The terms of the transaction were not disclosed.
Following completion of the deal, the carrier said that the business will operate under the Neon Sapphire brand and continue to have underwriting capacity provided by a range of Lloyd’s syndicates, including Neon.
Sapphire was founded in 2013 with support from Neon to support offshore clients who needed London market underwriting skills alongside a local presence and is led by CEO Nigel Brand.
Commenting on the announcement, Neon group chief executive Martin Reith said: “I am thrilled that we have agreed to acquire Sapphire. Its disciplined approach to underwriting will provide us with valuable local presence for the offshore market. Neon continues to focus on profitable growth and this acquisition reflects that strategy.”
Neon was rebranded from Marketform last June following the completion of a strategic review of the business.
Ed makes five hires in professional and exec risks push
Wholesale and speciality broker Ed has expanded its professional and executive risks offering with a quintet of new appointments.
Paul Richards, who joins from Willis Towers Watson, will lead the professional and executive risks team as managing director.
Richards was most recently led sales development as an executive director of Willis' financial lines division and has also led the financial institutions team at the broker’s FINEX unit.
He will be joined by three others from Willis Towers Watson.
James Baird joins as a director, having served as executive director of Willis Towers Watson’s FINEX division. He was most recently responsible for leading the broker's specialist wealth and asset manager and offshore financial services team within the FINEX division.
He is accompanied by Willis FINEX divisional directors Neal Hughes and James Faith, who have been appointed as divisional director and producer/broker respectively.
The new hires are rounded out by former BMS director professional and financial services director Rupert Alabaster, who joins as divisional director. In his previous role at BMS, Alabaster led a team focusing on delegated authority business for specialty lines and will focus on growing market share in this sector within his new position at Ed.
The team will work alongside Ed's existing professional risk offering, which is led by director Mark Lowndes who has been with the company since 2004.
Richards said that the team will grow its cyber capabilities as well as develop its partnerships with other independent retail brokers and Brokerslink members to create opportunities and solutions for their clients.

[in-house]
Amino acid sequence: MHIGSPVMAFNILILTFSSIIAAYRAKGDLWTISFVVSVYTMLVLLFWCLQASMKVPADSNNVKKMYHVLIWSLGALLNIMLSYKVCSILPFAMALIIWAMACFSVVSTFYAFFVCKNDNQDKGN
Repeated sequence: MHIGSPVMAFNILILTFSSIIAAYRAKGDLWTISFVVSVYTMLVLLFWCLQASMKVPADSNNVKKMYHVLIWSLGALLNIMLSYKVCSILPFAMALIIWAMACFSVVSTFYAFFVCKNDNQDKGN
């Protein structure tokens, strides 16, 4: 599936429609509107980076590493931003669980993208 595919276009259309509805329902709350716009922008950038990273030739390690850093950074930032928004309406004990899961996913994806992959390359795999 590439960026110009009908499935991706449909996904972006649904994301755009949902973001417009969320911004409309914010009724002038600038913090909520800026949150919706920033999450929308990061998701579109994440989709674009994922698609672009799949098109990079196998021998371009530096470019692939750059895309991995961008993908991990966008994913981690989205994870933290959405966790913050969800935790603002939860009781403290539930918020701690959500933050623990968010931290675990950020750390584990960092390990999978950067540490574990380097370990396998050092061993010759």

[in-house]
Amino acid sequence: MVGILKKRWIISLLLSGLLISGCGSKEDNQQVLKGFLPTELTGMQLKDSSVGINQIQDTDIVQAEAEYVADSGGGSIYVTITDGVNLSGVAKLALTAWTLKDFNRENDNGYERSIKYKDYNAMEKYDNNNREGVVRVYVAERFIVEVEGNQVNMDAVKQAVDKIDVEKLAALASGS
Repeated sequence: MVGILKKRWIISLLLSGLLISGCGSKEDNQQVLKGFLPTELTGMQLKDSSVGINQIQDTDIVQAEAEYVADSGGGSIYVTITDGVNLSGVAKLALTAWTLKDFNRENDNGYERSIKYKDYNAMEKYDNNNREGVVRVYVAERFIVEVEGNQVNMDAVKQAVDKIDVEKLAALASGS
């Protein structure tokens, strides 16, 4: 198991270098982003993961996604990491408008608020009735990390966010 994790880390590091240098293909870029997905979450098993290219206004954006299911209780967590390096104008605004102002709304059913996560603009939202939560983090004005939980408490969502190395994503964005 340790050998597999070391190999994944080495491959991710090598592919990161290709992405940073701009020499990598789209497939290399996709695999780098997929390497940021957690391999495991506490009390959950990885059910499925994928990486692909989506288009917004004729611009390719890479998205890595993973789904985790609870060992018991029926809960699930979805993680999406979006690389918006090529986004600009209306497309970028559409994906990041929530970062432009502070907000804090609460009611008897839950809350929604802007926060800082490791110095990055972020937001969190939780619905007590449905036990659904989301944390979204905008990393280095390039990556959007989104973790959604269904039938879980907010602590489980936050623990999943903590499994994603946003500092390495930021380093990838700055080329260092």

“These appointments exemplify the scale of our ambitions at Ed. In every line of business we want to bring together the market’s leading talent to complement our existing expertise,” remarked Ed Speciality CEO Chris Bonard.
AIG and Standard Chartered complete Blockchain pilot
AIG and Standard Chartered have successfully piloted the first multinational, “smart contract” based insurance policy using blockchain technology in partnership with IBM.
Blockchain is a type of distributed ledger or decentralized database that keeps records of digital transactions.
The pilot saw a multinational controlled master policy written in London and involving local policies in the US, Kenya and Singapore converted into a "smart contract" using the open-source Hyperledger Fabric protocol that was built by IBM, providing real-time shared views of documents and data.
AIG said that the blockchain solution creates a new level of trust and transparency in the underwriting process of complex multinational coverage, helping to reduce fraud and errors.
The pilot gave participants greater visibility of underwriting coverage and premium payments and also enabled them to be automatically notified about payment events. It also showed that third parties in the network, such as brokers, auditors and other stakeholders, could also be included, giving them a customized view of policy and payment data and documentation.
The aim of the test was to demonstrate the potential for blockchain to reduce friction and increase trust in one of the most complex areas of commercial insurance, multinational risk transfer.
“Our pilot proves blockchain has a powerful role to play in the future of insurance,” remarked AIG commercial CEO Rob Schimek.
“Any technology, including blockchain, that can increase trust and transparency for an industry whose pillars are built on that, should be fully explored,” he added.
Marie Wieck, general manager of IBM Blockchain said that there is a “tremendous opportunity” to transform the insurance industry through the application of advancing blockchain technology.
“By creatively leveraging smart contracts to help address tough regulatory requirements across different markets, we are seeing the enormous impact blockchain can have to improve efficiency and open up new business models,” she said.